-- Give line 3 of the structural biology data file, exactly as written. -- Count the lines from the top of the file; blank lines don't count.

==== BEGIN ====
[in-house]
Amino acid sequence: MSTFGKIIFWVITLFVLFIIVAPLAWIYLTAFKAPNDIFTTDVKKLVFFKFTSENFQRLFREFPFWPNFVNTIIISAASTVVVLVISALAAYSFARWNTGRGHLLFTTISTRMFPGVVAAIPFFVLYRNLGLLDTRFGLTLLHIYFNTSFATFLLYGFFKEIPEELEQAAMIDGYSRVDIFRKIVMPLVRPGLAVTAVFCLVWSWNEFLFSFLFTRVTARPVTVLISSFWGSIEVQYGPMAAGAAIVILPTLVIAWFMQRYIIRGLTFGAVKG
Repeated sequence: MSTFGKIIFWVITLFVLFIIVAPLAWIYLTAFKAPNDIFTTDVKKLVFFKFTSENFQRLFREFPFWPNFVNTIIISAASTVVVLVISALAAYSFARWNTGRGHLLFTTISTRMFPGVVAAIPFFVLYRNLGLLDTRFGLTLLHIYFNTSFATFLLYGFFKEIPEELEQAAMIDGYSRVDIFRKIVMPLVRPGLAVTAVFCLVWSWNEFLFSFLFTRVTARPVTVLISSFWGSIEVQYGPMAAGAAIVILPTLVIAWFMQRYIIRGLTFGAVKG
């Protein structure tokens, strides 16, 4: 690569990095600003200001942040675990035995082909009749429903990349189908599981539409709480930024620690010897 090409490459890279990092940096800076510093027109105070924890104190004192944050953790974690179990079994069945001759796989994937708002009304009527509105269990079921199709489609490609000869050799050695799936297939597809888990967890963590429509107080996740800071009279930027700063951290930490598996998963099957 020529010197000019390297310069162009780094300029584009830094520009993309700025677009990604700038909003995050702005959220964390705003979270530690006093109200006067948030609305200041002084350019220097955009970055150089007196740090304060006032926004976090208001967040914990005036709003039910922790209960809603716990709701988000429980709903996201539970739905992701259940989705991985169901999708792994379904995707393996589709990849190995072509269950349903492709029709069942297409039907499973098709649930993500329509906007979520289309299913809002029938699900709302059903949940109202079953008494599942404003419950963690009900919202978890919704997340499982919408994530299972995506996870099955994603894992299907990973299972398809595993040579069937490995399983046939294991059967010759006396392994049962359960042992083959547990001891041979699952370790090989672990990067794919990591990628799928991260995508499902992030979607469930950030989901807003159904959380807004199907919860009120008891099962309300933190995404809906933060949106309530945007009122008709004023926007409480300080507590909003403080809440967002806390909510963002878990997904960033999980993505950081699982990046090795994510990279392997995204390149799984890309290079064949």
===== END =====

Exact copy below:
Repeated sequence: MSTFGKIIFWVITLFVLFIIVAPLAWIYLTAFKAPNDIFTTDVKKLVFFKFTSENFQRLFREFPFWPNFVNTIIISAASTVVVLVISALAAYSFARWNTGRGHLLFTTISTRMFPGVVAAIPFFVLYRNLGLLDTRFGLTLLHIYFNTSFATFLLYGFFKEIPEELEQAAMIDGYSRVDIFRKIVMPLVRPGLAVTAVFCLVWSWNEFLFSFLFTRVTARPVTVLISSFWGSIEVQYGPMAAGAAIVILPTLVIAWFMQRYIIRGLTFGAVKG